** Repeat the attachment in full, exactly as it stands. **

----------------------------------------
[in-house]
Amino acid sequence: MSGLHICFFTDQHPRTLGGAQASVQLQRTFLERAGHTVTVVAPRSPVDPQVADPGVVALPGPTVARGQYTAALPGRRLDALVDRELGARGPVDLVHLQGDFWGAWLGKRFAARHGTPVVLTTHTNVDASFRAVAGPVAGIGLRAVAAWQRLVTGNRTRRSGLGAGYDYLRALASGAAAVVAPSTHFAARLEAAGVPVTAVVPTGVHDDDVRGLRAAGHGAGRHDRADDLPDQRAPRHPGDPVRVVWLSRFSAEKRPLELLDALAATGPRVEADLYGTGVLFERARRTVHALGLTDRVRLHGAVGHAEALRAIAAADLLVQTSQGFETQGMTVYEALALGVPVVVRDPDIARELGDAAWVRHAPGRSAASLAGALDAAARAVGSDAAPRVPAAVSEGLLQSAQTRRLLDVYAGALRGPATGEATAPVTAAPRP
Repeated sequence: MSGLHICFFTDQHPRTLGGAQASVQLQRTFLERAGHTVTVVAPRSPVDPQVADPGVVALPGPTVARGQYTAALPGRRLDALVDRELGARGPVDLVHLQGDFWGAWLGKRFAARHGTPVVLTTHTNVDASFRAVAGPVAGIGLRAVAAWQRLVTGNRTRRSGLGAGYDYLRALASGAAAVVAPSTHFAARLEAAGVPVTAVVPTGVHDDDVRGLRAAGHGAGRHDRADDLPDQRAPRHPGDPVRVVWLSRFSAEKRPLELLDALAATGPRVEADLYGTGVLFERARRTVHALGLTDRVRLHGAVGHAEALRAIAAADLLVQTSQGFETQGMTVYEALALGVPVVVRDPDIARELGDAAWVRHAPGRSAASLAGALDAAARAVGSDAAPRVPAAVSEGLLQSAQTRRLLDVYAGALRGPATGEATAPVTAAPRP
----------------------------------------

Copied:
[in-house]
Amino acid sequence: MSGLHICFFTDQHPRTLGGAQASVQLQRTFLERAGHTVTVVAPRSPVDPQVADPGVVALPGPTVARGQYTAALPGRRLDALVDRELGARGPVDLVHLQGDFWGAWLGKRFAARHGTPVVLTTHTNVDASFRAVAGPVAGIGLRAVAAWQRLVTGNRTRRSGLGAGYDYLRALASGAAAVVAPSTHFAARLEAAGVPVTAVVPTGVHDDDVRGLRAAGHGAGRHDRADDLPDQRAPRHPGDPVRVVWLSRFSAEKRPLELLDALAATGPRVEADLYGTGVLFERARRTVHALGLTDRVRLHGAVGHAEALRAIAAADLLVQTSQGFETQGMTVYEALALGVPVVVRDPDIARELGDAAWVRHAPGRSAASLAGALDAAARAVGSDAAPRVPAAVSEGLLQSAQTRRLLDVYAGALRGPATGEATAPVTAAPRP
Repeated sequence: MSGLHICFFTDQHPRTLGGAQASVQLQRTFLERAGHTVTVVAPRSPVDPQVADPGVVALPGPTVARGQYTAALPGRRLDALVDRELGARGPVDLVHLQGDFWGAWLGKRFAARHGTPVVLTTHTNVDASFRAVAGPVAGIGLRAVAAWQRLVTGNRTRRSGLGAGYDYLRALASGAAAVVAPSTHFAARLEAAGVPVTAVVPTGVHDDDVRGLRAAGHGAGRHDRADDLPDQRAPRHPGDPVRVVWLSRFSAEKRPLELLDALAATGPRVEADLYGTGVLFERARRTVHALGLTDRVRLHGAVGHAEALRAIAAADLLVQTSQGFETQGMTVYEALALGVPVVVRDPDIARELGDAAWVRHAPGRSAASLAGALDAAARAVGSDAAPRVPAAVSEGLLQSAQTRRLLDVYAGALRGPATGEATAPVTAAPRP